Now as the building and its construction prompts curiosity and questions, the coffee duo are both excited, as well as realistic.
“It is far and vastly different than opening up a shop, putting in some goods,” McGaffee said. “You can do that in a couple of weeks if you want to.”
“This is quite an undertaking if you think about it being a Curves before and just simple things like plumbing and electrical,” Rodrigues offered.
With the guidance of a strong team of advisors as well as their contractor, Tim Pitassi, the business owners are both thoughtful, as well as intentional with each and every one of their choices.
The 2400 square-foot location will accommodate as many as 49 customers in its indoor/outdoor space. A space they have envisioned for meetings with girlfriends, moms with kids, remote workers looking for a place to plug in and those looking for a quiet spot wanting to check out and have privacy.
“It’s been a huge team effort,” McGaffee said of the gutting of the building and all that has entailed. “I want it to be right.”
“We don’t want to rush it,” Rodrigues echoed. “I know everybody’s excited and we’re excited too. It’s going to be great when it happens, but it’s been a lot.”
While they had initially hoped to be open in late 2023 for Small Business Saturday, the business owners have shared they do not plan to be open until 2024.
Not to be dissuaded by roof damage which caused the building to flood in June, a need for going into the concrete to add plumbing, fluctuating materials costs or countless inspections and permit requests, the coffee duo is certain this is exactly what they are supposed to be doing and how it’s to be done.
“When we hit a hiccup or a bump in the road, we sit on it,” Rodrigues said. “Because it’s worked out the way it’s supposed to, every time. We have to stand in our faith.”
The overall mission of the space is about community and as if perfectly written, the two shared they have felt blessed by a tremendous supportive community.
“Lots of community,” McGaffee said of input and advice. “The coffee world is incredibly small and it’s been really cool to get those bits and pieces.”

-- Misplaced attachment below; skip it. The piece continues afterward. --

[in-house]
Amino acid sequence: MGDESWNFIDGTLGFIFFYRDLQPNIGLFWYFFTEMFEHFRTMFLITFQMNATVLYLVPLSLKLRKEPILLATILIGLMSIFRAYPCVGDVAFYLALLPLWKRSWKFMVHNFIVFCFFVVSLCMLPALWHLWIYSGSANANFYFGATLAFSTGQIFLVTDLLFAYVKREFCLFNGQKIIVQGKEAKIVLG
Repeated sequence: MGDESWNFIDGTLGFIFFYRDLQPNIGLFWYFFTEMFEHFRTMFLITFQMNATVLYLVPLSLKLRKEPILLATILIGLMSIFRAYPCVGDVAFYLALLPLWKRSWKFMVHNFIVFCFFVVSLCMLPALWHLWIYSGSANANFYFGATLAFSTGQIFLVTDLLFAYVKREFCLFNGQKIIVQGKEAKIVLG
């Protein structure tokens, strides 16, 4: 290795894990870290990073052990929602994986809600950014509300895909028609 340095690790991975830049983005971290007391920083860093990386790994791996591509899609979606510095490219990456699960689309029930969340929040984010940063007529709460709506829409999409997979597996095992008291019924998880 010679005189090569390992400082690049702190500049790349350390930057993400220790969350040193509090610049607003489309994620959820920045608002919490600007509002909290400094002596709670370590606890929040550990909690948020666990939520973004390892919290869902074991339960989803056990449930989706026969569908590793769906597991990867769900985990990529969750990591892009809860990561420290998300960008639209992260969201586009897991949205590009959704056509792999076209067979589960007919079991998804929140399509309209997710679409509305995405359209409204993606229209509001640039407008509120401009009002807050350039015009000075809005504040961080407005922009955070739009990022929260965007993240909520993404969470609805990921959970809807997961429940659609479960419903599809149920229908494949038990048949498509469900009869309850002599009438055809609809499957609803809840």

They also have remained focused on the big picture.
“Everything that’s going to be in here is based off of how can we change the way you feel for the better,” McGaffee continued.” When you leave here, we want you to feel better than how you stepped in.”
“I just really want us to provide a space where people can come, however they are that day. If it’s a great day or a rough day; a day of grief and day of joy. We want people to feel that we’re going to meet them where they’re at,” Rodrigues said. “Whether it’s pouring them a cup of coffee or having a conversation. We don’t have that. That’s what’s on our hearts to bring to the community.”
Now four years since facing that tough time with a family member, sitting on a leather couch in their still-being-renovated building, McGaffee shared what the space has taught her and she hopes will teach others as well.
“I really want people to know that they can do something in their hard and with their hard,” she said. “There’s hard and we need to sit in that, but I think there’s also something really amazing when we can do something with it, our hard can be for a purpose.”
The dynamic duo continues to host pop-ups, offering their coffee throughout the community until their space becomes open for business. To learn more about upcoming events and locations, visit their social media pages on Facebook and Instagram.